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HOLLY STEPHENS had decided to be late for work, so late she would be. The later the better. She steadfastly refused to glance at her watch as she sat in Seattle's rush-hour traffic, a chaos she usually avoided by starting early. Her old, uptight, anal-retentive self might want to know exactly how late she was, but the new, easygoing Holly Stephens didn't care.
She might even throw her watch in the trash when she got to the office. Or at least put it in a drawer for a couple of days.
Some folks might think being late for work didn't count when you were co-owner of the company. But anyone who made punctuality an art form, as Holly did, would know just how much it had cost her to lie in bed for an extra half hour. Dawdling as she got ready, making herself a proper breakfast, taking a longer route to work... Sheer agony.
But nowhere near as painful as being labeled Control Freak of the Year in a highly respected business magazine last week.
Even now, pain stabbed behind her ribs at the reporter's hatchet job. It was supposed to have been one of those glowing profiles—Holly had recently been named Washington Businesswoman of the Year, an incredible accolade for a twenty-six-year-old accountant. And to be fair, the journalist hadn't stinted on reporting her accomplishments. But his sidebar—A Day in the Life of a Control Freak—had detailed just how uptight, how controlling she was. Colleagues who called to congratulate her on the award studiously avoided all mention of the control-freak piece. But sooner or later each conversation reached an awkward silence, followed by a rush to get off the line.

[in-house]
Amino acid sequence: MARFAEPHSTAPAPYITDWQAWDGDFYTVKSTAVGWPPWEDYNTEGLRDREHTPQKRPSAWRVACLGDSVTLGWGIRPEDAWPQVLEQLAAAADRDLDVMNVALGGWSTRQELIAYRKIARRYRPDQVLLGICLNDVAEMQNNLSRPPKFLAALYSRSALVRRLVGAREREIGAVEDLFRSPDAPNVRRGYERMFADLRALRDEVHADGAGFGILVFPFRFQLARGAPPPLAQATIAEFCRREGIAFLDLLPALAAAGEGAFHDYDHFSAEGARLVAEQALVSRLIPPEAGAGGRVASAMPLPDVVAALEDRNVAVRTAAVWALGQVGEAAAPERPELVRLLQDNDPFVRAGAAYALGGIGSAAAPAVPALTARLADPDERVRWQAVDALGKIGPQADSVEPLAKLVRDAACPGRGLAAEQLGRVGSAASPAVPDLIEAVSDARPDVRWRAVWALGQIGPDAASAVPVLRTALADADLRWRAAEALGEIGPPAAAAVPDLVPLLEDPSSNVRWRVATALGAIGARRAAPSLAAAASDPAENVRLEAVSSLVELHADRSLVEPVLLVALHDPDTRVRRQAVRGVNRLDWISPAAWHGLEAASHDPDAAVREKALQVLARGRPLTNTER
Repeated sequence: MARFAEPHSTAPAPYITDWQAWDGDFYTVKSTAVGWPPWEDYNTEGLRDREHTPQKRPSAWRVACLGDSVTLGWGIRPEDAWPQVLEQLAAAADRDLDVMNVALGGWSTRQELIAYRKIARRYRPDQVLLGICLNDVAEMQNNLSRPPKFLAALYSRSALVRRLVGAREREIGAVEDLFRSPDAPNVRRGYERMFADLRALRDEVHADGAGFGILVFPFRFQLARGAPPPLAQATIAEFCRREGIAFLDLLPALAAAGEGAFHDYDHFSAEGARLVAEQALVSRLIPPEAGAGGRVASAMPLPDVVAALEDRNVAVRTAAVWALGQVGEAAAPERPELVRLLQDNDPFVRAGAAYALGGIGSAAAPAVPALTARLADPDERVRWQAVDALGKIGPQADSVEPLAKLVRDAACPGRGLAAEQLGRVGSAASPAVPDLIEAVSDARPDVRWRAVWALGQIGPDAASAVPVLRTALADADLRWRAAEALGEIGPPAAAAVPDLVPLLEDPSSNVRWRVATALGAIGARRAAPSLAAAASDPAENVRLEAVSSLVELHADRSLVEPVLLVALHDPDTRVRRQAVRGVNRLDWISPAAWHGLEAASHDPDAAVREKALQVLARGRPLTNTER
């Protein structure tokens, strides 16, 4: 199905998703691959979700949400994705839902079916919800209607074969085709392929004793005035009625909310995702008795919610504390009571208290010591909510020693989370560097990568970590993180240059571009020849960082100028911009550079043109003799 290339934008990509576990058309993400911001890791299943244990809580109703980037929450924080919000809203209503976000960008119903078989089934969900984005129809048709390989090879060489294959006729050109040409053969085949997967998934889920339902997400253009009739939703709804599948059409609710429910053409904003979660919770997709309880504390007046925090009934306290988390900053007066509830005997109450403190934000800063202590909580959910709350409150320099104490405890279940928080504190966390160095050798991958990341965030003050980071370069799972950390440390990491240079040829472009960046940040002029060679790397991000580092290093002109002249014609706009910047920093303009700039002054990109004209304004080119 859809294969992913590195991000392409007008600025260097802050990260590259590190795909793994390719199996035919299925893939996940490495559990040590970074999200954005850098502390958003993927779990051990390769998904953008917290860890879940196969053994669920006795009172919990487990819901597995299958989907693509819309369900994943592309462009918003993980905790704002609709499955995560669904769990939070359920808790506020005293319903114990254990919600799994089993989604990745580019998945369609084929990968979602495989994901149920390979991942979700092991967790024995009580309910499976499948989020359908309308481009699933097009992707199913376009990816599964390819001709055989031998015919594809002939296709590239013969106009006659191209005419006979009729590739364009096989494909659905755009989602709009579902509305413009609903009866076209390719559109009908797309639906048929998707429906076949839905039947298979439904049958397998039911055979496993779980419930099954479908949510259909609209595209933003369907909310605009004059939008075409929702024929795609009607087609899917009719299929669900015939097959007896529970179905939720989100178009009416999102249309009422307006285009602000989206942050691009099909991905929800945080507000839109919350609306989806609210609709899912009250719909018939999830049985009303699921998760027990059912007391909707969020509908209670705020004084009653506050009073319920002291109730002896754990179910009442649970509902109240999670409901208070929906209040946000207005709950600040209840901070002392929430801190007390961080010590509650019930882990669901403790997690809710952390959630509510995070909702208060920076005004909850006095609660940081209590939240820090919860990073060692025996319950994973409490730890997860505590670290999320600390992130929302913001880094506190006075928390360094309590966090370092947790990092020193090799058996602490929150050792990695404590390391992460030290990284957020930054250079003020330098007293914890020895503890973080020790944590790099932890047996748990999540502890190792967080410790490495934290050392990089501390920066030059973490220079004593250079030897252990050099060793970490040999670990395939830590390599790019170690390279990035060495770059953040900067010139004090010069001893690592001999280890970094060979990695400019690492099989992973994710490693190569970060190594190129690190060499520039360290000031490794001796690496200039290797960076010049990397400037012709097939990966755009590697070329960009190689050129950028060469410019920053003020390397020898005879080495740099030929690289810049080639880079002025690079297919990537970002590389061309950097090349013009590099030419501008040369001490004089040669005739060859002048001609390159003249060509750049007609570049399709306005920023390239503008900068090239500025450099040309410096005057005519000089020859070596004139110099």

She didn't blame them.
Because every word of that article was true. And now that she was forced to think about it, Holly didn't like what she'd become.
Over the weekend, she'd decided to let go of some of the behaviors that had served her so well in the battle to build her business in a competitive, male-dominated field. She would reinvent herself into a more relaxed, sympathetic person, one other people liked. One she liked.
Being late for work was a symbolic gesture of her resolve.
To her chagrin, relief fluttered inside her as she turned into the parking lot of the inappropriately named Greenglades Office Park. The flutter became a flapping of alarm when she saw the knot of people around the open doorway of the offices of Fletcher & Stephens, Certified Public Accountants. Surely her being late for work didn't warrant this much attention?
As she eased her Toyota into her parking space, Holly began sifting through potential explanations for the crowd's evident fascination.
The most palatable was that her assistant, Linda's, overly romantic boyfriend had once again filled the office from floor to ceiling with balloons. Holly shuddered. It could take days for three hundred heart-shaped balloons to pop. Any suggestion of a mercy killing—attacking them all at once with a very large needle—would be interpreted by Linda as a personal insult. And assistants who worked to Holly's level of detail were hard to find....
Holly flipped her visor down to check her makeup in the little mirror. Then she remembered she didn't worry about that kind of thing anymore and flipped it back up. As she climbed out, she directed her most carefree smile at the people milling around. No one smiled back.
She was headed across the narrow strip of concrete when a flash of insight hit her.
A fire alarm.
That would explain why everyone was out on the sidewalk. But why the ominous air? Unless it wasn't just a false alarm—could her office have truly been on fire?